"TWICE in my life has an editor told me in so many words that he dared not print what I had written, because it would offend the advertisers in his paper. The presence of such pressure exists everywhere in a more silent and subtle form. But I have a great respect for the honesty of this particular editor; for it was, evidently as near to complete honesty as the editor of an important weekly magazine can possibly go. He told the truth about the falsehood he had to tell.
"On both those occasions he denied me liberty of expression because I said that the widely advertised stores and large shops were really worse than little shops. That, it may be interesting to note, is one of the things that a man is now forbidden to say; perhaps the only thing he is really forbidden to say. If it had been an attack on Government, it would have been tolerated. If it had been an attack on God, it would have been respectfully and tactfully applauded. If I had been abusing marriage or patriotism or public decency, I should have been heralded in headlines and allowed to sprawl across Sunday newspapers. But the big newspaper is not likely to attack the big shop; being itself a big shop in its way and more and more a monument of monopoly. But it will be well if I repeat here in a book what I found it impossible to repeat in an article. I think the big shop is a bad shop. I think it bad not only in a moral but a mercantile sense; that is, I think shopping there is not only a bad action but a bad bargain. I think the monster emporium is not only vulgar and insolent, but incompetent and uncomfortable..."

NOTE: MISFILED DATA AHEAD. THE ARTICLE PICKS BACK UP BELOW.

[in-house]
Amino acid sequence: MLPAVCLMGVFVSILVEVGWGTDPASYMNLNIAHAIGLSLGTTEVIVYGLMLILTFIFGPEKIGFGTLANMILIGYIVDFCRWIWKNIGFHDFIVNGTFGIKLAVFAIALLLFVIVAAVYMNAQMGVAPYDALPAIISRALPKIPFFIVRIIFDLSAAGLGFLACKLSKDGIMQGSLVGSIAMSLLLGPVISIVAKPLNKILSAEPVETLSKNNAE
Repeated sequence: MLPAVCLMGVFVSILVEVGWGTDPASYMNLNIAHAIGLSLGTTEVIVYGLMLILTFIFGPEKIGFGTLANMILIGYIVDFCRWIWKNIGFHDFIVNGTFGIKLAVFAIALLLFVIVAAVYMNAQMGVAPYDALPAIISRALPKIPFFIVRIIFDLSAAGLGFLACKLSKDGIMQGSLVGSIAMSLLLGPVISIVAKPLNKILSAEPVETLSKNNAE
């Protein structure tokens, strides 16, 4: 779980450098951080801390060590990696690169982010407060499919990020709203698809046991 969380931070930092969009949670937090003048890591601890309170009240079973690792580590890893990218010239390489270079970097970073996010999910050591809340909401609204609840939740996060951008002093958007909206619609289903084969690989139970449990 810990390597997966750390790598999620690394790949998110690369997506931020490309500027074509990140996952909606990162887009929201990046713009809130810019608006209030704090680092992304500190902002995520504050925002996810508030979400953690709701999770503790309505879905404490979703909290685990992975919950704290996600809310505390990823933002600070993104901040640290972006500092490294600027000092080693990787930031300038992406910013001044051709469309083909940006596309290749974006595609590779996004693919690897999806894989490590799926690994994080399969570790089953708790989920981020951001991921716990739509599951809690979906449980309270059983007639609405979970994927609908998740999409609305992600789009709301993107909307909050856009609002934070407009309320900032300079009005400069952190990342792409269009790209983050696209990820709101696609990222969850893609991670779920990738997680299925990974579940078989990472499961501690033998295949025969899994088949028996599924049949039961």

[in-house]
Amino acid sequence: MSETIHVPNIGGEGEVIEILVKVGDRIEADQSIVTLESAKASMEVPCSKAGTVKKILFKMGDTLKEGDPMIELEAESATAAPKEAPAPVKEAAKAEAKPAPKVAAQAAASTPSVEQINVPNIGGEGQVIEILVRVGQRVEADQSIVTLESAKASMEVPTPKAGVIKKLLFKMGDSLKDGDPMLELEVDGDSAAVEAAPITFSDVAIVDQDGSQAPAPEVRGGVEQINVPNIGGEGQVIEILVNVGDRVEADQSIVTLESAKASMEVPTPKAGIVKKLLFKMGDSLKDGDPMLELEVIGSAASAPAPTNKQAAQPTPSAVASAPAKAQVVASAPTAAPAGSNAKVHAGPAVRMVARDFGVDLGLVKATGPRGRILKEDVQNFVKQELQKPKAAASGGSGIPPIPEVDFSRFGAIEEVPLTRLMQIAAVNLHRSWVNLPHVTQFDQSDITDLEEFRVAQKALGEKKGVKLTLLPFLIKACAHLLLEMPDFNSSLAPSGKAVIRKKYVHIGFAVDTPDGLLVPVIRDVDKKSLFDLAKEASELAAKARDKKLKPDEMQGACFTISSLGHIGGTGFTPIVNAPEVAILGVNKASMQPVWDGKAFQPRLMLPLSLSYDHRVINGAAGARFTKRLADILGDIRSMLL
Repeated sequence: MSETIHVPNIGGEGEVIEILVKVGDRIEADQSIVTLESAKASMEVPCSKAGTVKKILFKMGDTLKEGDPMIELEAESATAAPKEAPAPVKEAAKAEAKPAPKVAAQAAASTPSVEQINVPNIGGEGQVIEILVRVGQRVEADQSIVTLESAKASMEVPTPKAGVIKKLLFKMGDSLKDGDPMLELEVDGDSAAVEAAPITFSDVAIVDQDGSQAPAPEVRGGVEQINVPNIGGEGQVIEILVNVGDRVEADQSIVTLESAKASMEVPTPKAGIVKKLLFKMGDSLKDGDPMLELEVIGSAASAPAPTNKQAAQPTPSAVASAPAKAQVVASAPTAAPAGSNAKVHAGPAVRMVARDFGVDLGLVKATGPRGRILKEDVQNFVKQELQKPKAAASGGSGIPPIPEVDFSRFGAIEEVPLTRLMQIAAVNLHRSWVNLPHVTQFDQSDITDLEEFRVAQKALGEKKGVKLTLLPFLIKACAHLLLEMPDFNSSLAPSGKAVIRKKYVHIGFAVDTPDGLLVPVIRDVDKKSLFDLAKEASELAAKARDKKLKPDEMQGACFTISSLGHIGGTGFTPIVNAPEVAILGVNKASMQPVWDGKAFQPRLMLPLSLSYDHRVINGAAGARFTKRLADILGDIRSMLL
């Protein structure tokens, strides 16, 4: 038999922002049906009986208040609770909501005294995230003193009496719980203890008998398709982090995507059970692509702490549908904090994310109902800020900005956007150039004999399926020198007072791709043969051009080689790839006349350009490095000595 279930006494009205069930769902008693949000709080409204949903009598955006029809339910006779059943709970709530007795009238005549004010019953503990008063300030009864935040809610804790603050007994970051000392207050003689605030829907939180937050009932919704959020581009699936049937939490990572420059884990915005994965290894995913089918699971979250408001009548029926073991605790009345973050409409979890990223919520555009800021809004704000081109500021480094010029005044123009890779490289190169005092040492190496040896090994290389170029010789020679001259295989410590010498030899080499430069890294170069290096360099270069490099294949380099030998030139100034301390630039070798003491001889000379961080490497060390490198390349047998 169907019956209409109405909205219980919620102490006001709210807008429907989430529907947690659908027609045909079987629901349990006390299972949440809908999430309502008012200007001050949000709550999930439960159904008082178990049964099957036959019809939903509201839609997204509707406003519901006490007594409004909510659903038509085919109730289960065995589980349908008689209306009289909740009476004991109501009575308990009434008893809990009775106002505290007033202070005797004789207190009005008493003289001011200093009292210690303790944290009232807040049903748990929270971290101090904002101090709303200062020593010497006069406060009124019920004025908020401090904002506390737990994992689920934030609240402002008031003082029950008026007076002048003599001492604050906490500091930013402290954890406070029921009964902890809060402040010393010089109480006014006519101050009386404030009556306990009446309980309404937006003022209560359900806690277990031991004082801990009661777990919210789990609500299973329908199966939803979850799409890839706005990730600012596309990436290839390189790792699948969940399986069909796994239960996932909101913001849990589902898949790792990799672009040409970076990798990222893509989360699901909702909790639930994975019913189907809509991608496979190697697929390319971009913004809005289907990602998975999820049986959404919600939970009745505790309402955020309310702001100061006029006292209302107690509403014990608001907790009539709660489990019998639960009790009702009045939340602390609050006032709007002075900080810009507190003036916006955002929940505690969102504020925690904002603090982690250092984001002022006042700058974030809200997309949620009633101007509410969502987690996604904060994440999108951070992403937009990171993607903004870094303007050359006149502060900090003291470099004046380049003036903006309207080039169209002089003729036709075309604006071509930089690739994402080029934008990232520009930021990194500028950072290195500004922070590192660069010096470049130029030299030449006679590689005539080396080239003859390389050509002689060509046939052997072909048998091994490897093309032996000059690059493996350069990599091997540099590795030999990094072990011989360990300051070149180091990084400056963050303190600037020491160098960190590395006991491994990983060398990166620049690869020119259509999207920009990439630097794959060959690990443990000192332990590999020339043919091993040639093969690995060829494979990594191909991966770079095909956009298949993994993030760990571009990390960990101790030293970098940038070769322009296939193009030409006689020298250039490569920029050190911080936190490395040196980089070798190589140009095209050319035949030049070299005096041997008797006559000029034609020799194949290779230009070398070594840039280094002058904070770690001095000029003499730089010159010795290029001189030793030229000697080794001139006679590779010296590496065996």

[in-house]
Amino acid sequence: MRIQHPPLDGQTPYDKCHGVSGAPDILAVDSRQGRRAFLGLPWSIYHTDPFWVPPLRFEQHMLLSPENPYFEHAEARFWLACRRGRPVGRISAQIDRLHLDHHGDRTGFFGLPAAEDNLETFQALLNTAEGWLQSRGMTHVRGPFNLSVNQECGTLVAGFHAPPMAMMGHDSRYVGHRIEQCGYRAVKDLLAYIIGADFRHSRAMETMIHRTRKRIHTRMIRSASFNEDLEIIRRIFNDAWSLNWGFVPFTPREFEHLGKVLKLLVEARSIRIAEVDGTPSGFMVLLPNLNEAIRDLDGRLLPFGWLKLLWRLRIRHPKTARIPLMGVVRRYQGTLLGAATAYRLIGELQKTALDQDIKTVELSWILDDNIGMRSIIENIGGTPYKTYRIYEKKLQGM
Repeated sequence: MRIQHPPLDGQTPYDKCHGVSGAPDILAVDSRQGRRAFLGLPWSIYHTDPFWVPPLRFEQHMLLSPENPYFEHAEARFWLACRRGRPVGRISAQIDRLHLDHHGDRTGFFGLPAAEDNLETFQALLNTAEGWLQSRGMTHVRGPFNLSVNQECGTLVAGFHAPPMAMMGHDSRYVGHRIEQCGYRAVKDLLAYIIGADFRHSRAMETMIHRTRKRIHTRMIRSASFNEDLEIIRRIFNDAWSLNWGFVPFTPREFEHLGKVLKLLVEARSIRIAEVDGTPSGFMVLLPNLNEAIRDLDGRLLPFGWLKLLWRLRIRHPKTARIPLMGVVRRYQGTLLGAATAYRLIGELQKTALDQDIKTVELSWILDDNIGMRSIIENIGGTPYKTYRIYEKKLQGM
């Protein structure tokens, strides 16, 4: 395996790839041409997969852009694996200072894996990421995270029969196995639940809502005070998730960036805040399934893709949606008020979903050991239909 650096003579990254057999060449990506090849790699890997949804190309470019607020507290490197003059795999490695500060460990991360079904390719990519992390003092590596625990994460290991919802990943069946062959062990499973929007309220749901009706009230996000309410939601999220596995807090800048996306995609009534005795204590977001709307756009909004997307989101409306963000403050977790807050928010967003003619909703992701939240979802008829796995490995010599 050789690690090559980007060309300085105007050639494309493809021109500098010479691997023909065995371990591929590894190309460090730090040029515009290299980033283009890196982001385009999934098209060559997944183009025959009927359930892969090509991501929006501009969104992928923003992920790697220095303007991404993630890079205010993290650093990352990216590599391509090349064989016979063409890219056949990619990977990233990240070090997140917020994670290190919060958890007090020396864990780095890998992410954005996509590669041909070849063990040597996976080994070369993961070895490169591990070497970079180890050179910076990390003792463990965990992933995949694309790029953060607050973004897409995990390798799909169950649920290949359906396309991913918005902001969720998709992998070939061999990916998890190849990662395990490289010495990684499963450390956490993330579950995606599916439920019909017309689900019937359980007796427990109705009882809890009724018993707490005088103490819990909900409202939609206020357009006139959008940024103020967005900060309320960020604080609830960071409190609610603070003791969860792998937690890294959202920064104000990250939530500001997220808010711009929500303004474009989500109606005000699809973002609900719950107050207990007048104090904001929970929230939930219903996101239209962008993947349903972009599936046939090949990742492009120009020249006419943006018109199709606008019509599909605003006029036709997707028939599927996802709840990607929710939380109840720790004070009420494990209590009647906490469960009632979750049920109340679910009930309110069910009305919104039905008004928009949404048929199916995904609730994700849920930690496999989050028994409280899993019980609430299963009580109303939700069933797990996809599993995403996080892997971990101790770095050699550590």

~G.K. Chesterton: The Outline of Sanity.